24 Jan 2009

Senior Irish clergy fail to agree at emergency abuse summit

The Independent - Ireland
January 24, 2009

by John Cooney | Independent Religion Correspondent

An emergency summit of Catholic bishops ended in confusion last night after Archbishop Diarmuid Martin held out for definite commitments from other bishops and religious superiors that they apply the same high standards of child protection that operate in Dublin.

In a joint statement issued several hours after Archbishop Martin left the Maynooth meeting, bishops invited their own independent National Board to undertake a new review of current practice and risk in the safeguarding of children in all 26 dioceses.

But in a dissenting note, Archbishop Martin, said that while he was in favour of the review initiative, he would only be able to accept this "if it contained specific protocols to verify that the superiors of priests other than those of the Archdiocese of Dublin working in Dublin subscribe to and sustain the same norms and guidelines as those of the Archdiocese".

Speaking to the Irish Independent Archbishop Martin said that his primary concern was to secure the highest levels of protection for all children.

Earlier, on arriving, Archbishop Martin said: "Nothing is agreed until everything is agreed."

In their statement the Bishops also issued a reprimand to beleaguered Bishop John Magee by acknowledging that victims raped by priests who had come forward, and those who are unable to do so, "have once again had their wounds of abuse opened by Church failure".

Last night a senior bishop told the Irish Independent that frank criticisms were directed at Bishop Magee's failure to apply agreed procedures, and he suggested that if Bishop Magee absorbed these criticisms, he might yet resign.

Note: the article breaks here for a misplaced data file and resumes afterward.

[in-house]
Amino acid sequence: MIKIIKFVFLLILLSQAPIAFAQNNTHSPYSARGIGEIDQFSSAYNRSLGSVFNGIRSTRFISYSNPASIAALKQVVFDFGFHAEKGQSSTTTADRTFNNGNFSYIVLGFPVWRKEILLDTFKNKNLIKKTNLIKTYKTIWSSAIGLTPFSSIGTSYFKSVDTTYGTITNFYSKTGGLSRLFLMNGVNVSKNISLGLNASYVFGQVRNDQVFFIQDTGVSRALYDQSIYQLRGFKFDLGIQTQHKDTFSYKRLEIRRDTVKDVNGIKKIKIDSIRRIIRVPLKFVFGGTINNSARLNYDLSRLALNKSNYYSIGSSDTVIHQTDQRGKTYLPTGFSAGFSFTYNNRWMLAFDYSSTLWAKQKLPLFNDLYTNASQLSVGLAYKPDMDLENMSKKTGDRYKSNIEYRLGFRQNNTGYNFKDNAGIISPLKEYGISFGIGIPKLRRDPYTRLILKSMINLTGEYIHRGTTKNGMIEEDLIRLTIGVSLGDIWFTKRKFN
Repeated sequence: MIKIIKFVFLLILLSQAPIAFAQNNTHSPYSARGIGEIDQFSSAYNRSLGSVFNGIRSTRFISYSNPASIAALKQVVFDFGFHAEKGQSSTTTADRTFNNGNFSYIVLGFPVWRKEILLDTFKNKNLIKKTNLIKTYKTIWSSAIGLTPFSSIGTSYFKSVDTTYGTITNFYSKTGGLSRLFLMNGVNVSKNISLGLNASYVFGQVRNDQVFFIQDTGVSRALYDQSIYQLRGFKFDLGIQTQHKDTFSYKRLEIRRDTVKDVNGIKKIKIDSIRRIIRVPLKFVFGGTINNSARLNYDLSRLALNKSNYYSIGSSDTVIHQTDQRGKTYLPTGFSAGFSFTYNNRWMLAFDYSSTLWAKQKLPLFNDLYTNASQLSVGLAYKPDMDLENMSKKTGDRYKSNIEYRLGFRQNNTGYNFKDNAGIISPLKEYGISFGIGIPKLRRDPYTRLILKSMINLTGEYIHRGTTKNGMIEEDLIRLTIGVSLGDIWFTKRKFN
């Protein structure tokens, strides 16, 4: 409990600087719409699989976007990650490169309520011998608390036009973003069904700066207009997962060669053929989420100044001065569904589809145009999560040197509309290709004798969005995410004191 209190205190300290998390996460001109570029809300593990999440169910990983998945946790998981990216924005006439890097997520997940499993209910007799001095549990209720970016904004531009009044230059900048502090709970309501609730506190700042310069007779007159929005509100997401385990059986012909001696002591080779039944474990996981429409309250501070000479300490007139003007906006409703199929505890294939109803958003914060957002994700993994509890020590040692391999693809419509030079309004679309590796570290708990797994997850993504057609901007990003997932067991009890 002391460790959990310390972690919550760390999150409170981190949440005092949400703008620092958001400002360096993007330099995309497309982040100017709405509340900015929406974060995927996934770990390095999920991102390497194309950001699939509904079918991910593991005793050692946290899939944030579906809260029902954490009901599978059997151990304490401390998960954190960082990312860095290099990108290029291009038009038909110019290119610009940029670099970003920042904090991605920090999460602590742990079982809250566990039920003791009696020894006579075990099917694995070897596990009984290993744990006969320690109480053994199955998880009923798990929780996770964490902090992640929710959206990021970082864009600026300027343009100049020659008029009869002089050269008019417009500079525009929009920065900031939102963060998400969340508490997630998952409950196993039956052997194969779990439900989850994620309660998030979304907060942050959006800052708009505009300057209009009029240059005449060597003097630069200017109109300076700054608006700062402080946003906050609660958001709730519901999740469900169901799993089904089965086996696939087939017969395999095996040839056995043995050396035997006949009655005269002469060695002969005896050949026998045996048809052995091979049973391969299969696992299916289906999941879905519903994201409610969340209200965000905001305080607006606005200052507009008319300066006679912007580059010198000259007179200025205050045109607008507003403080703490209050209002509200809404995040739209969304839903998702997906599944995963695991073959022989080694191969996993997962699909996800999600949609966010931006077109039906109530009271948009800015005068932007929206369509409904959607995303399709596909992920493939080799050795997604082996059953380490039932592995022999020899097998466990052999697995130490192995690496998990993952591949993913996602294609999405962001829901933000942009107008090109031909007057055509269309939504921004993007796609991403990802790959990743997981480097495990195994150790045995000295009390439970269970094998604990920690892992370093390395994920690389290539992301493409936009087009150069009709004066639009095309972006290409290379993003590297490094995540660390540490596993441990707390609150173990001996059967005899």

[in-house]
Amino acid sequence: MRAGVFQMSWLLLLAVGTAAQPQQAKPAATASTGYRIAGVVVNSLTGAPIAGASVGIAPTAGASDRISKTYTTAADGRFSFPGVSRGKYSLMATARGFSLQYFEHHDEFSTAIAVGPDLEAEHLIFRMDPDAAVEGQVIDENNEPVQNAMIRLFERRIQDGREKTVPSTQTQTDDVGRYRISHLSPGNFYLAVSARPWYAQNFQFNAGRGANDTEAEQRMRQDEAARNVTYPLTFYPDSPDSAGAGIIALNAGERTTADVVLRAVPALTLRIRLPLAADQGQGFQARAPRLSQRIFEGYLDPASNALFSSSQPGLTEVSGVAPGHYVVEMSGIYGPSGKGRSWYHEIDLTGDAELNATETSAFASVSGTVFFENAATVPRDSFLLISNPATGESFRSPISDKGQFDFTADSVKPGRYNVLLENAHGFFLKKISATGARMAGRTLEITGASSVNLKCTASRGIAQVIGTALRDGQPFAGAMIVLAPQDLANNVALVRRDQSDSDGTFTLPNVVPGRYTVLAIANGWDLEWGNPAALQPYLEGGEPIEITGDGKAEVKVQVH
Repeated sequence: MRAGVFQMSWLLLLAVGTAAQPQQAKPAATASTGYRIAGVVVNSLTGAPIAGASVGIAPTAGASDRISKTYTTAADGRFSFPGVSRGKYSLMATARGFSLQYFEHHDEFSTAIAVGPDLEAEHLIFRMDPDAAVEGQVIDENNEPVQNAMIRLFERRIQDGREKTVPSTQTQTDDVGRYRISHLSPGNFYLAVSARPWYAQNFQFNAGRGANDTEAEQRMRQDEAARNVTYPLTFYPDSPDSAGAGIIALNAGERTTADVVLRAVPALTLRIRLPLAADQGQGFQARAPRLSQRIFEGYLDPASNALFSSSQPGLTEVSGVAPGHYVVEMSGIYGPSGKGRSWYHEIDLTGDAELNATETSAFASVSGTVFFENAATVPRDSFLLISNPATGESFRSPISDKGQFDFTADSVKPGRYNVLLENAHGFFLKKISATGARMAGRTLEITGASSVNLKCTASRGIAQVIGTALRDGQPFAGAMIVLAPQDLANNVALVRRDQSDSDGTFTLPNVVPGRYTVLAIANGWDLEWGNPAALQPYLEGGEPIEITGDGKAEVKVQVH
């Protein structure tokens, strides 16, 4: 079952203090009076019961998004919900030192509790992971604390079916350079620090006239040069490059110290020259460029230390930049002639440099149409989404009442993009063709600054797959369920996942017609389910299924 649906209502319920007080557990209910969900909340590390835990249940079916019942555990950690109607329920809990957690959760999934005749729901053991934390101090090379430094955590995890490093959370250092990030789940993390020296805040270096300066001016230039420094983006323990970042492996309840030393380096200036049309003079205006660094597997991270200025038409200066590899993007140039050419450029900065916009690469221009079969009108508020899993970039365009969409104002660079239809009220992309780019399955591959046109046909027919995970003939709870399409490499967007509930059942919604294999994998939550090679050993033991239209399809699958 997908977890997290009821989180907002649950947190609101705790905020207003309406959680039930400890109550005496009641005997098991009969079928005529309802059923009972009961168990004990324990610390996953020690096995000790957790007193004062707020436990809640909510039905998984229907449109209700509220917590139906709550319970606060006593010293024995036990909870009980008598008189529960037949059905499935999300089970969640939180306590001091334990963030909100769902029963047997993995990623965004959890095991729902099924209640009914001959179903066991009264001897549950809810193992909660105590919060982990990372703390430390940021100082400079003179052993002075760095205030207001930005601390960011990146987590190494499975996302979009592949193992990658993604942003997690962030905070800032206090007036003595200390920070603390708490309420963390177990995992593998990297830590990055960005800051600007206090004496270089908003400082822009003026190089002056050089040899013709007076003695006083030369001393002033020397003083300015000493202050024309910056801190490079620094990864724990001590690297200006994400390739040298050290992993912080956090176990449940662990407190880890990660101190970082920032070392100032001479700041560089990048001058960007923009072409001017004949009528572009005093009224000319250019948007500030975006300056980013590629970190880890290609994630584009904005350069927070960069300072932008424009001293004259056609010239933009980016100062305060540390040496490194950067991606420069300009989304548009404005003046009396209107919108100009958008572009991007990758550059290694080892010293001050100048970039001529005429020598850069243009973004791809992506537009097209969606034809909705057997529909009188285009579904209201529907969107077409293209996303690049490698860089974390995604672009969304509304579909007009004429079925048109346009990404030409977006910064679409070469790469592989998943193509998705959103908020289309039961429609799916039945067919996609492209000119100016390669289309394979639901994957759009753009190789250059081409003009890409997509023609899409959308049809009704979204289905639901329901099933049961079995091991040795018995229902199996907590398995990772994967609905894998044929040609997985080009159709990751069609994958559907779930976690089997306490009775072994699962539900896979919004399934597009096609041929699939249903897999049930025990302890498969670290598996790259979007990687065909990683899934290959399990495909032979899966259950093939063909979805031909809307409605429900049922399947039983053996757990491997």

In a frantic effort "to restore confidence and credibility in the Irish Church's commitment to safeguarding children", the bishops adopted Cardinal Brady's proposal that "every Bishop, every Religious Congregation and every Missionary Society must implement all statutory guidelines in this area, as well as the agreed policy of the Bishops' Conference, Conference of Religious of Ireland and the Irish Missionary Union."

The bishops also agreed:

• To renew their commitment to providing all of the information requested in Section 5 of the HSE audit about the exact scale of abuse allegations in their dioceses.

• To sign a written commitment to implement the new safeguarding and guidance materials soon to be published by the Church's own independent national board for safeguarding children, and to co-operate fully with their ongoing monitoring and evaluation.

In spite of these declared commitments, the seven-hour meeting held amid heavy security failed to restore public confidence that Cardinal Brady had secured his objective of a united approach in all 26 dioceses to the highest standards of child monitoring.

Its inconclusive ending also failed to remove question marks over the future of Bishop Magee, even though Cardinal Brady said as he arrived for the meeting that he was sorry if his support for the former papal secretary remaining in office in Cloyne had offended people.


Victims support group One in Four last night welcomed the bishops' commitment to work within statutory guidelines, but its executive director Maeve Lewis said they did not believe that the proposed actions went far enough.

Although Bishop Magee attended the discussions, he evaded the media, which were kept behind a barrier some 50 metres from the Columba Centre, by entering and leaving the building by back or side entrances.

Bishop Magee, who plunged the Irish Catholic Church into crisis for failing to apply agreed national guidelines in his diocese of Cloyne, apologised to victims of clerical sexual abuse, to those working with victims and to the general public for the suffering and frustrations occasioned by the failures detailed in an independent report.

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